Beecher’s was another creamery that started it all in terms of artisanal domestic cheeses and they have a massive following even outside their shop in Seattle’s historic Pike Place Market. The regular Flagship has won awards for years, but fewer people know about this smoked version. Great crumbly texture, like Cheddar but with a powerful smoked flavor. A favorite for grilled ham and cheese, burgers, nibbling with sweet fruit and adds tremendous punch to grilled pizzas.

Thursday, September 10, 2020

Quick & Easy, Super Cheesy


So, as most of you know, we have been open during all the Covid-19 closures. We have been incredibly lucky to keep our doors open and have been continuing to go the extra mile in terms of cleaning, sanitizing and such to keep everyone, customers and staff alike, safe and to keep us open for our community. We cannot thank you all for your patience, your respecting distancing, phone and internet ordering and popping in to see us. You  can't know how happy, and slightly normalizing it is to see even half your faces.  


As I am sure you can understand, we have been riding our own CoronaCoaster of ups and downs, stresses, concerns and absolute exhaustion these days. We are so very lucky to still be working, and super busy, (thank you day drinking home schoolers!) but as I am standing at my kitchen sink every night, washing out my face mask in screaming hot water, trying to shake the yucky feeling in my tummy from having upset a customer by asking them to please wear their masks properly, or thinking about how my self-imposed distancing, because of my exposure to the public, has me missing my friends and hanging out, I assure you, the tired is real. 




One of my great joys in these melting after my day moments is when I can cook a meal for my husband, kick my shoes off and scroll through the pages upon pages of posts from friends and foodie groups. Everyone posting food porn photos of what they are making now that they have some extra time on their hands. While takeout is great, (and a huge shoutout to our local restaurants that are doing their best to stay open and feed us!!) many of us are finding comfort flexing our kitchen prowess. Never seen so much sourdough in my life by the way. I look forward to kitchen time all day, most days, but there are always times I just want a quick, easy dish that is super low key but over delivers in the flavor department and just a couple nights ago I threw together a quick, soul satisfying dish that left the husband and I grunting like cave people, elated with the simplicity and utter escapism found at the bottom of our, empty-too-soon bowls.


Take the 20-sih minutes.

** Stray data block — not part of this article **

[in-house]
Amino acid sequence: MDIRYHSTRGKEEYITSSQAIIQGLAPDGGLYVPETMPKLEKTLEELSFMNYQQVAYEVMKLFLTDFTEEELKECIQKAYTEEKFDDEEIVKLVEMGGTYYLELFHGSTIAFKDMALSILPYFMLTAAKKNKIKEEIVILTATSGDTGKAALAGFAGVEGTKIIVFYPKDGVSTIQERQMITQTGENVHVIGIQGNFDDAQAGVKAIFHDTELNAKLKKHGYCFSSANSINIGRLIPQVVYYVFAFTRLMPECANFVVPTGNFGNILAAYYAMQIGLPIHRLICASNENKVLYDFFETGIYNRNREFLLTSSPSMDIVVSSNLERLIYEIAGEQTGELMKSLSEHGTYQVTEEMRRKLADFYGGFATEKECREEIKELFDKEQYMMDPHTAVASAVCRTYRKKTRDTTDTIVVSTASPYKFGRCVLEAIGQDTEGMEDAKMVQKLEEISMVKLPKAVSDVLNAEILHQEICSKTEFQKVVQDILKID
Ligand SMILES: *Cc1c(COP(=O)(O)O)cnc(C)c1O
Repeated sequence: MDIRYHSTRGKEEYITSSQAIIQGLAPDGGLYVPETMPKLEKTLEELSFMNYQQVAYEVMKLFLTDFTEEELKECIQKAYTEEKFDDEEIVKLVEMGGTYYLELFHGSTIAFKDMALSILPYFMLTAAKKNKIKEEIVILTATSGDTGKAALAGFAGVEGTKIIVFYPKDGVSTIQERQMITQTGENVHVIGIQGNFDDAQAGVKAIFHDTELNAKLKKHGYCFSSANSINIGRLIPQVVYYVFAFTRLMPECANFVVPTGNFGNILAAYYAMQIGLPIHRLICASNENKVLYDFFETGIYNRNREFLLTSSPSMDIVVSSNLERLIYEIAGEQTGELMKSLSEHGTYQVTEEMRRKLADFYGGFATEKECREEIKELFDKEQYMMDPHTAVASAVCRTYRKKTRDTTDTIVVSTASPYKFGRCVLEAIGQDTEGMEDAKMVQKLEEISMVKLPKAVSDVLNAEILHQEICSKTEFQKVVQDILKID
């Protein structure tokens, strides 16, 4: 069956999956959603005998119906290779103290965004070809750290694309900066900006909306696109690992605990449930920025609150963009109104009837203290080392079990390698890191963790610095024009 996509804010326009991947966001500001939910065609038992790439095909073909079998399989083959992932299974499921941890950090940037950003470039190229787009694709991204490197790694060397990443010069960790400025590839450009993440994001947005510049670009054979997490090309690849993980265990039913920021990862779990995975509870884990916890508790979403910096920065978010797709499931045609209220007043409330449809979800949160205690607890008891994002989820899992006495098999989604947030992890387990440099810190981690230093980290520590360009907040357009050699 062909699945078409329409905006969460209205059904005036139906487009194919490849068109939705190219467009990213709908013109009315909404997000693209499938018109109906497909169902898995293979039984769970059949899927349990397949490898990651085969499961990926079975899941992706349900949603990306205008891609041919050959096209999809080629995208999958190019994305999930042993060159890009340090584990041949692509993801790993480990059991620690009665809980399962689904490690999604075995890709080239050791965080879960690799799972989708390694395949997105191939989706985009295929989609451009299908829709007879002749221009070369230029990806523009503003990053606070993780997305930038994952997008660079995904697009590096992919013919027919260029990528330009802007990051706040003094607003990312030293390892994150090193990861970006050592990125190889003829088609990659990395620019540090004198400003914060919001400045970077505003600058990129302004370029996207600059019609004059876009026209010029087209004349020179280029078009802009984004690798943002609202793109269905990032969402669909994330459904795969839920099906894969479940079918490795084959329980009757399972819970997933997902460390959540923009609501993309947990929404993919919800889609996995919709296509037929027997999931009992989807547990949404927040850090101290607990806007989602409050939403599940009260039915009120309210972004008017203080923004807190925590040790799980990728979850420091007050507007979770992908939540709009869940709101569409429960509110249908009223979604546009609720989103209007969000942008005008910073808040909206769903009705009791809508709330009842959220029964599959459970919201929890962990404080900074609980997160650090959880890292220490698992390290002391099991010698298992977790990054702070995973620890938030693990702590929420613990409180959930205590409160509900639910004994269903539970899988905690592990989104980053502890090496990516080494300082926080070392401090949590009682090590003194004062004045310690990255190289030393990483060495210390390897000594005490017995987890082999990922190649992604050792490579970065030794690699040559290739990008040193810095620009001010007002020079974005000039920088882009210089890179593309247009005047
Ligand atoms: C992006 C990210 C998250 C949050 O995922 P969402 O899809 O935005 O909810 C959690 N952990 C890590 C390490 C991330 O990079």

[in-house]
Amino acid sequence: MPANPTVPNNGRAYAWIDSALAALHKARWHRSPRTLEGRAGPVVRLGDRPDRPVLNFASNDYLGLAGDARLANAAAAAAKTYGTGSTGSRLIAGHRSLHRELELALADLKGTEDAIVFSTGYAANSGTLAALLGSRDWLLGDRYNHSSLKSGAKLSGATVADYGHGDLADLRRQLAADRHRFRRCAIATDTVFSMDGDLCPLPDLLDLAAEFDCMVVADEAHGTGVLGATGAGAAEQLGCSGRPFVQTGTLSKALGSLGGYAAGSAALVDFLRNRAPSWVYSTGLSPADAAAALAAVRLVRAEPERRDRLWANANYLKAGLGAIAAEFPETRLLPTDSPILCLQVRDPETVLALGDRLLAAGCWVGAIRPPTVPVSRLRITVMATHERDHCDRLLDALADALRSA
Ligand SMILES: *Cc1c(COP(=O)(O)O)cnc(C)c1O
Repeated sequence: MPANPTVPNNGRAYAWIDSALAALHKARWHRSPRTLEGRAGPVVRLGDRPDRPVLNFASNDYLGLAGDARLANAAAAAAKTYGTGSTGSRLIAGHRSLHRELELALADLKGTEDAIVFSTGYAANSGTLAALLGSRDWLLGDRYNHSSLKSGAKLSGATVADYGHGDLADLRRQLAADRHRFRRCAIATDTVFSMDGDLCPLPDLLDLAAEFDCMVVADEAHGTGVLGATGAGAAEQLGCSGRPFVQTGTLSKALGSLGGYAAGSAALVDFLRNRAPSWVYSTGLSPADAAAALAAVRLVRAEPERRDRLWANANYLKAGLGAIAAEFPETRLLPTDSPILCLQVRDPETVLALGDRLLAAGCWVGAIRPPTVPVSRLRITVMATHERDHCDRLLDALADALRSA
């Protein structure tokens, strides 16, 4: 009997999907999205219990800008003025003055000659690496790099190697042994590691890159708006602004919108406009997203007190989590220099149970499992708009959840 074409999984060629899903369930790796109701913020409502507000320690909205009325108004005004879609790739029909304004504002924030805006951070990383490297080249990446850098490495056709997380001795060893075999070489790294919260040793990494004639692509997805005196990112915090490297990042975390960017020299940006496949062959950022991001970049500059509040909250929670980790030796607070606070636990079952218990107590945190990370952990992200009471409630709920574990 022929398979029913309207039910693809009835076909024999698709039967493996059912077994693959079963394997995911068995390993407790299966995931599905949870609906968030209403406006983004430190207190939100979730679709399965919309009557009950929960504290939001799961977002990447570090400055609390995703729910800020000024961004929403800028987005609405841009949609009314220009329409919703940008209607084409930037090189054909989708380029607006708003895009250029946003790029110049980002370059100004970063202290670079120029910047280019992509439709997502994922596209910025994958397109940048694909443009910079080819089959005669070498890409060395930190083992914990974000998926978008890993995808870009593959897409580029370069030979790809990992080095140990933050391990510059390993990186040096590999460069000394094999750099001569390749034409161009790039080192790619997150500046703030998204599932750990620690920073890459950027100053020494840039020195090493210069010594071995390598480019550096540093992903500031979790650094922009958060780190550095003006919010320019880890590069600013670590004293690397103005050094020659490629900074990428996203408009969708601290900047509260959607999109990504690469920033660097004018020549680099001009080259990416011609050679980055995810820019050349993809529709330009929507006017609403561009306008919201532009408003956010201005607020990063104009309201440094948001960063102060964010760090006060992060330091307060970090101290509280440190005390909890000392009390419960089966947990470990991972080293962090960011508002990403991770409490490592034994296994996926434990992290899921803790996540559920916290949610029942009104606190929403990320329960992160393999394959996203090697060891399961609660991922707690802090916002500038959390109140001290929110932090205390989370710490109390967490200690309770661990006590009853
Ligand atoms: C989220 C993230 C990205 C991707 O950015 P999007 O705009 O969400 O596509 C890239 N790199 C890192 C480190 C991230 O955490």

Find some excitement and shoulder-lifting pride in creating a moment to step out of the new normal into a new favorite. 







As always, I don’t follow directions so there is/are no exact measurements here so get your inner chef on and, as always, adapt to the size of your table and flavor preferences. Here is, sort of what I did.


4 Ears of Corn- simply grilled, cooled and cut off the cob. If fresh is not looking good, a couple bags of frozen is totally fine.

½ Pound of Your Favorite Bacon- I used Hobb’s, chopped

1 Tablespoons Olive Oil

1 Large Bunch Scallions- diced

Splash of White Wine or Stock, about ¼ cup- room temp

¼ Cup, (or more if you are like me) Fresh Basil, finely diced

8 Ounces dried Pasta, Spiral if Possible

1/3 Cup Grated Parmesan

1 Tub Sweet Grass Pimento Cheese $7.99 at The Wine Country


This is a wonderfully easy and flexible recipe so do as you wish here but for us, I did the following.


Grill corn and let cool enough to handle, cut off the cob. If you are using frozen. Let it thaw before cooking.


Fill a large pot of water and put it on to boil, salt when tiny bubbles form.


Heat large skillet over medium high heat and add a tablespoon of olive oil. Add bacon and cook until crisp, remove and drain on paper towels.

Now, most recipes would tell you to drain some of the bacon fat, (I prefer the term “Bacon Jus”) but I am not fooling anyone. Drain if too fatty but you do want some fat and pan nubbins.

Add corn and sauté until popping and your kitchen smells like sheer indulgence. Splash in stock or wine and cook until liquid is nearly gone.


Cook pasta and reserve some of the pasta water to help thicken the sauce if needed, it will be needed I assure you, but a couple ladles ought to do you.


Toss chopped scallions into corn sauté until just warmed through, add drained pasta, the Parm and Sweet Grass Pimento Cheese, salt and pepper, toss, a lot, adding reserved pasta water for desired texture. Take off heat and finish with bacon, torn basil and a more grated Parm if you desire.




Does not heat up the kitchen much and it feeds the needing soul. 


Wines to go with!